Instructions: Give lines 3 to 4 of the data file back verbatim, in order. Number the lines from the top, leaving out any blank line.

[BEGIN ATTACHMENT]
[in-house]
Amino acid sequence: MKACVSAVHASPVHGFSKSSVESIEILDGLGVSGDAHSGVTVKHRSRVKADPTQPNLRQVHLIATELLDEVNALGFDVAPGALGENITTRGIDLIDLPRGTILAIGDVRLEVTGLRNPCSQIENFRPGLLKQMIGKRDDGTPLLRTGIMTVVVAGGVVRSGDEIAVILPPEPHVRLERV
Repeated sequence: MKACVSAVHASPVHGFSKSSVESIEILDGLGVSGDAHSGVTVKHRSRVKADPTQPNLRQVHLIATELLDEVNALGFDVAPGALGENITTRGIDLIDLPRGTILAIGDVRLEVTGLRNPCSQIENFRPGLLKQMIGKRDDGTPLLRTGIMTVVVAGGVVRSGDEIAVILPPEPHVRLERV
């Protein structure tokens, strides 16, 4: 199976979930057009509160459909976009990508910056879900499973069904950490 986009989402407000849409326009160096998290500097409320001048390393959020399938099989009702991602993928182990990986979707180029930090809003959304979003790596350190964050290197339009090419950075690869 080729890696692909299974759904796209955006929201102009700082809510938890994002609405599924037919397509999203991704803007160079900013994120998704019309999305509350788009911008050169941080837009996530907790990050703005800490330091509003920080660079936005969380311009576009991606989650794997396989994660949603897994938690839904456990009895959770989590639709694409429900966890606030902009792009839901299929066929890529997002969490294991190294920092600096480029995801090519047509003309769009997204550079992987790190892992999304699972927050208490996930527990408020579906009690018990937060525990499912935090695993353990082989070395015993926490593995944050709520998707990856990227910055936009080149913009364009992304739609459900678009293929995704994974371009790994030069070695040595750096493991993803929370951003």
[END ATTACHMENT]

Repeated sequence: MKACVSAVHASPVHGFSKSSVESIEILDGLGVSGDAHSGVTVKHRSRVKADPTQPNLRQVHLIATELLDEVNALGFDVAPGALGENITTRGIDLIDLPRGTILAIGDVRLEVTGLRNPCSQIENFRPGLLKQMIGKRDDGTPLLRTGIMTVVVAGGVVRSGDEIAVILPPEPHVRLERV
């Protein structure tokens, strides 16, 4: 199976979930057009509160459909976009990508910056879900499973069904950490 986009989402407000849409326009160096998290500097409320001048390393959020399938099989009702991602993928182990990986979707180029930090809003959304979003790596350190964050290197339009090419950075690869 080729890696692909299974759904796209955006929201102009700082809510938890994002609405599924037919397509999203991704803007160079900013994120998704019309999305509350788009911008050169941080837009996530907790990050703005800490330091509003920080660079936005969380311009576009991606989650794997396989994660949603897994938690839904456990009895959770989590639709694409429900966890606030902009792009839901299929066929890529997002969490294991190294920092600096480029995801090519047509003309769009997204550079992987790190892992999304699972927050208490996930527990408020579906009690018990937060525990499912935090695993353990082989070395015993926490593995944050709520998707990856990227910055936009080149913009364009992304739609459900678009293929995704994974371009790994030069070695040595750096493991993803929370951003």